'Only Probe Can Clear Cloud' Over Mbeki, Fakie
A judicial inquiry alone could dissipate doubts hanging over President Thabo Mbeki and Auditor-General Shauket Fakie following claims of a watered-down final arms deal report, the Democratic Alliance said yesterday.
"Should the president fail to launch an investigation, he will send out a clear signal that his government is either unable or unwilling to deal decisively with the mounting allegations of corruption that continue to surround the arms deal," DA public accounts spokesman Eddie Trent said in a statement.
"Only when these reports are properly and transparently investigated by a judicial commission will the cloud hanging over the executive and the AG be removed."
Trent said he had written and hand-delivered a letter addressed to Mbeki earlier in the day, asking him to appoint such a commission.
It should probe suggestions in media reports that potentially embarrassing claims of irregularities and fundamental flaws were removed from the AG's draft report into South Africa's multibillion rand arms acquisition process under pressure from Mbeki and senior cabinet ministers.
"They (the reports) suggest that despite the AG's repeated claims to the contrary, he was indeed forced to bow to political pressure from the executive and in particular from President Mbeki," the DA statement said.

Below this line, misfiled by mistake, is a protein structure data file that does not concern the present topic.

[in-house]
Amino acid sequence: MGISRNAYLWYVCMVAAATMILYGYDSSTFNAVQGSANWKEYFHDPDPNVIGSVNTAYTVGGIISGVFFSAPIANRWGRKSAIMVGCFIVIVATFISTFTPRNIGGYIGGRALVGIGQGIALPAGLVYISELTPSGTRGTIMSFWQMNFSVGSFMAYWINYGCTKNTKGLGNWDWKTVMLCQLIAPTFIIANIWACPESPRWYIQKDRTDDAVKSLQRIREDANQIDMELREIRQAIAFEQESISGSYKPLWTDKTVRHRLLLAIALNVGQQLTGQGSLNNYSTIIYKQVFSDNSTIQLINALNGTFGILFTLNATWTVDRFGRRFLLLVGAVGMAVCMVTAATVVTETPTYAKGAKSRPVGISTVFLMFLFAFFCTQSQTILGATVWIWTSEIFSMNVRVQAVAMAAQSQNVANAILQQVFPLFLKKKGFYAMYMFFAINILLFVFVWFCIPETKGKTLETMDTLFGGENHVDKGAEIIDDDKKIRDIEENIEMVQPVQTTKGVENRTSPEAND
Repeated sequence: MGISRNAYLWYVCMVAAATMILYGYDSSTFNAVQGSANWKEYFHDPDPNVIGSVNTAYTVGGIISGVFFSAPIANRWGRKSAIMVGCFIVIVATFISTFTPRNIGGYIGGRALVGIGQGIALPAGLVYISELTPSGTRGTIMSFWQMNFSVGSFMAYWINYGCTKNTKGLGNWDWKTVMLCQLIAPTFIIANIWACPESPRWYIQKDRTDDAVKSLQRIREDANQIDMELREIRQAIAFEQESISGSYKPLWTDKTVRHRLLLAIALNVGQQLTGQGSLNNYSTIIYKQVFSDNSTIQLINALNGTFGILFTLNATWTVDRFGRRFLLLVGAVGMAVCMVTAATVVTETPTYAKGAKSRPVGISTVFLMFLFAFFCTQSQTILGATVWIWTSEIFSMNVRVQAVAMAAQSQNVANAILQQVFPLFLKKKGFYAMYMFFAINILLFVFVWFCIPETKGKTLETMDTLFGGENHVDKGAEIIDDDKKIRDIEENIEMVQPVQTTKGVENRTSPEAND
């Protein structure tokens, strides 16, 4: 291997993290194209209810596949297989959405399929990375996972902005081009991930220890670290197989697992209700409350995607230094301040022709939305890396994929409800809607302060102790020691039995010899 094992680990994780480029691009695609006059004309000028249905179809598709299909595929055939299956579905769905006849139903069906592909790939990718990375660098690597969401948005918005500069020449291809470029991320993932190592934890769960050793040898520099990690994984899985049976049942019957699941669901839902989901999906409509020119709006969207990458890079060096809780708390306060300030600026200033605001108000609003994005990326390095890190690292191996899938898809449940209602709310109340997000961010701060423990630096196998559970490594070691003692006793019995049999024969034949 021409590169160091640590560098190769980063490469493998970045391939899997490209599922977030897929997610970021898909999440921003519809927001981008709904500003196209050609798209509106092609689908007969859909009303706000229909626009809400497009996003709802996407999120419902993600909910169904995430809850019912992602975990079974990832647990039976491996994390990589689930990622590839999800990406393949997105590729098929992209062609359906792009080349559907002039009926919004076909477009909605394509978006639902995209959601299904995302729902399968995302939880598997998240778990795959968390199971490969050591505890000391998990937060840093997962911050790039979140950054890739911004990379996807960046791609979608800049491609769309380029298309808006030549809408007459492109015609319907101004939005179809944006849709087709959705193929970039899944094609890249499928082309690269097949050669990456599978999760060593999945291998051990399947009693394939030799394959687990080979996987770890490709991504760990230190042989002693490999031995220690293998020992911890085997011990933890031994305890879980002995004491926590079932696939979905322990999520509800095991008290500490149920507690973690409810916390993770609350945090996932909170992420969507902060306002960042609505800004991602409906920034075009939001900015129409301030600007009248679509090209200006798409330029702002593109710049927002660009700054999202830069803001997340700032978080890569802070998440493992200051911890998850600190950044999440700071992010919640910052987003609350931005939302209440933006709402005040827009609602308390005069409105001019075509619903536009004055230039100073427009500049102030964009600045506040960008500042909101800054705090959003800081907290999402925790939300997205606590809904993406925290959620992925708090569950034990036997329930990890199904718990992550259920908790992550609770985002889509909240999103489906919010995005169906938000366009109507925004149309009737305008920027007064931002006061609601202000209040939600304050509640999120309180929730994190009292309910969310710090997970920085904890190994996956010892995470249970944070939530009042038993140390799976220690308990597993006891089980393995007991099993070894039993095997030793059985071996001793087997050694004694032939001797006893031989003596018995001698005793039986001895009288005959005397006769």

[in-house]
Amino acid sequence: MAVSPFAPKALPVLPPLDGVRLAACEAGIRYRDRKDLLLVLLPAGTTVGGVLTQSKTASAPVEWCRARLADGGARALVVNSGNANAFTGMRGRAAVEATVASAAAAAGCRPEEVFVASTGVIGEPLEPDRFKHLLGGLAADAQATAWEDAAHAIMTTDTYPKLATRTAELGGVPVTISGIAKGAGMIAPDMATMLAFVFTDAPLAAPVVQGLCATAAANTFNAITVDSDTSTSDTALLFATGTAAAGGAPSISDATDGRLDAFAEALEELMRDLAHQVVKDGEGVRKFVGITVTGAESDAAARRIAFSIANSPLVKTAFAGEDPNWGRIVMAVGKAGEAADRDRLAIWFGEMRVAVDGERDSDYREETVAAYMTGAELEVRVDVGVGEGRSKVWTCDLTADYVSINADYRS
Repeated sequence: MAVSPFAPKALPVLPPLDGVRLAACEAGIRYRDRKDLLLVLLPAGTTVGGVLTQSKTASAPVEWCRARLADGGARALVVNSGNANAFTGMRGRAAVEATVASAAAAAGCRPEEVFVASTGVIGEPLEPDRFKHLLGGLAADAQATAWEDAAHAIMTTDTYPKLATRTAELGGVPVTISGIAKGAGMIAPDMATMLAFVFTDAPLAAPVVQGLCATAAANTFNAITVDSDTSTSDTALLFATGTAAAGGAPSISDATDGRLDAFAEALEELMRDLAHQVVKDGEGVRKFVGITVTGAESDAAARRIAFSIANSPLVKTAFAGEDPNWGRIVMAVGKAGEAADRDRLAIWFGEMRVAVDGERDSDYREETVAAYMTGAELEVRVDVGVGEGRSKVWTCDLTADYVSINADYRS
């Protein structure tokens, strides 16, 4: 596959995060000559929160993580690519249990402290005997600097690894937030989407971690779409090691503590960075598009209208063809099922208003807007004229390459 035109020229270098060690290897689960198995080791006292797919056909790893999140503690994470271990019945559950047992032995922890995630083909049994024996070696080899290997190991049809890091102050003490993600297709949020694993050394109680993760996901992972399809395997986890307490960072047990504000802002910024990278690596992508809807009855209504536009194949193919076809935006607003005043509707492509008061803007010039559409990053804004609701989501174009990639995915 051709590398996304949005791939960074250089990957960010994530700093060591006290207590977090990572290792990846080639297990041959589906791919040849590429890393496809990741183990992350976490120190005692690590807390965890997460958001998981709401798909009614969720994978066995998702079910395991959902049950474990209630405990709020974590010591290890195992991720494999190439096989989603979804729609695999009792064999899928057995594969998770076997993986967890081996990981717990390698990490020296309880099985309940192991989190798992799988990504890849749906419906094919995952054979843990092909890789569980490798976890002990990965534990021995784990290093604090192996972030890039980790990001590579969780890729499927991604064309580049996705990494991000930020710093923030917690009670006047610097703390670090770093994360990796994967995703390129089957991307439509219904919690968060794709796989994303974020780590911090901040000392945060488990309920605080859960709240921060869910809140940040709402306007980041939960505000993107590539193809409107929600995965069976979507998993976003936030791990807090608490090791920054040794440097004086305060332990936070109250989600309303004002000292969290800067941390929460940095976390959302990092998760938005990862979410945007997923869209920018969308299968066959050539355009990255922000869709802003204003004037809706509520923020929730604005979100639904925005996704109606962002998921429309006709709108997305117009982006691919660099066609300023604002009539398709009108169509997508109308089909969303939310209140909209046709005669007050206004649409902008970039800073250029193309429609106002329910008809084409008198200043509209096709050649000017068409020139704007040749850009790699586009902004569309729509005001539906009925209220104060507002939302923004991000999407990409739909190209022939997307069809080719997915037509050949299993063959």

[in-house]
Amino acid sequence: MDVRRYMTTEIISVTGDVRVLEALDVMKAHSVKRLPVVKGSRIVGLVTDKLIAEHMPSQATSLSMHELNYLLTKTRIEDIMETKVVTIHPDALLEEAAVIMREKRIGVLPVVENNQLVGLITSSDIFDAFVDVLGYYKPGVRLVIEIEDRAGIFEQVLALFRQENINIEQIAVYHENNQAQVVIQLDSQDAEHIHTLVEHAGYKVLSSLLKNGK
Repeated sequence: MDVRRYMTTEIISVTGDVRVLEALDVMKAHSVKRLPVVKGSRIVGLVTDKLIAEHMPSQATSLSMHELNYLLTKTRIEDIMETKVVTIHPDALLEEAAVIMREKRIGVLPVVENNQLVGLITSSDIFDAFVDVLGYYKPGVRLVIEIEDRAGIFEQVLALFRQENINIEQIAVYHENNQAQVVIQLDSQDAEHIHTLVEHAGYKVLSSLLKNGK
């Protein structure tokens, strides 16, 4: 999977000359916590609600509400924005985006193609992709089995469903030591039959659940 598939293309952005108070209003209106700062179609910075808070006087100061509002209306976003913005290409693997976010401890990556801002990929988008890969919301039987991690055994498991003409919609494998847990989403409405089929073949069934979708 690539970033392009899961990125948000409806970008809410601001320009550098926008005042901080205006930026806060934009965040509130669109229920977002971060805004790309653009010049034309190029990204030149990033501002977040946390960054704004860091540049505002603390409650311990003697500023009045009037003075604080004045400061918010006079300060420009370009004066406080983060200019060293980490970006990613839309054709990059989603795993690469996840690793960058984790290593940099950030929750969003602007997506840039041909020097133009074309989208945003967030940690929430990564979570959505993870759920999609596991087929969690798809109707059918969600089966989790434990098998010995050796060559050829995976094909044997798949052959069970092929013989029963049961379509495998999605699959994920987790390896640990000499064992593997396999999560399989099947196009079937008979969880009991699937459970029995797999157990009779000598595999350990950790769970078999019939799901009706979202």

"The reports also allege that President Mbeki personally made rebuttals to every allegation of irregularities in the arms deal report."
If true, this would mean that the independence and credibility of the AG had been destroyed, the DA said.
"Furthermore, direct intervention by the president in what was supposed to be an independent report is a very serious allegation that needs to be fully dealt with as a matter of urgency."
Presidential spokesman Bheki Khumalo said the DA request had not yet been received, and he could therefore not comment on the contents.
Any such request would be forwarded to the Minister of Justice, who would consider the motivation and make a recommendation to the president, he added.
Two national newspapers published extracts last week from a draft the AG had supplied to defence contractor Richard Young in terms of a court order.
Young said the draft showed that the final version - which concluded there were no grounds to suggest the government's contracting position was flawed - had excluded "absolutely fundamental and material findings" by investigators.
Among the changes was the removal of findings that there were "fundamental flaws" in the selection of BAE and Saab as suppliers of jet trainer and fighter aircraft.
The final report did not contain a record of objections from senior defence force members to buying more jet aircraft.
It also excluded a finding that then defence minister Joe Modise personally influenced the decision to opt for the more costly Hawk trainer rather than an Italian jet favoured by the SA Air Force.
Fakie maintained that due process was followed in the compilation of the final version, and stood by the report's contents.
Young is pursuing a R150-million damages claim against the government after his company lost out on a tender for corvette combat suites to a consortium with links to Durban businessman Schabir Shaik, on trial for fraud and corruption in the Durban High Court, partly related to the arms deal.
With acknowledgements to Sapa and the Cape Argus.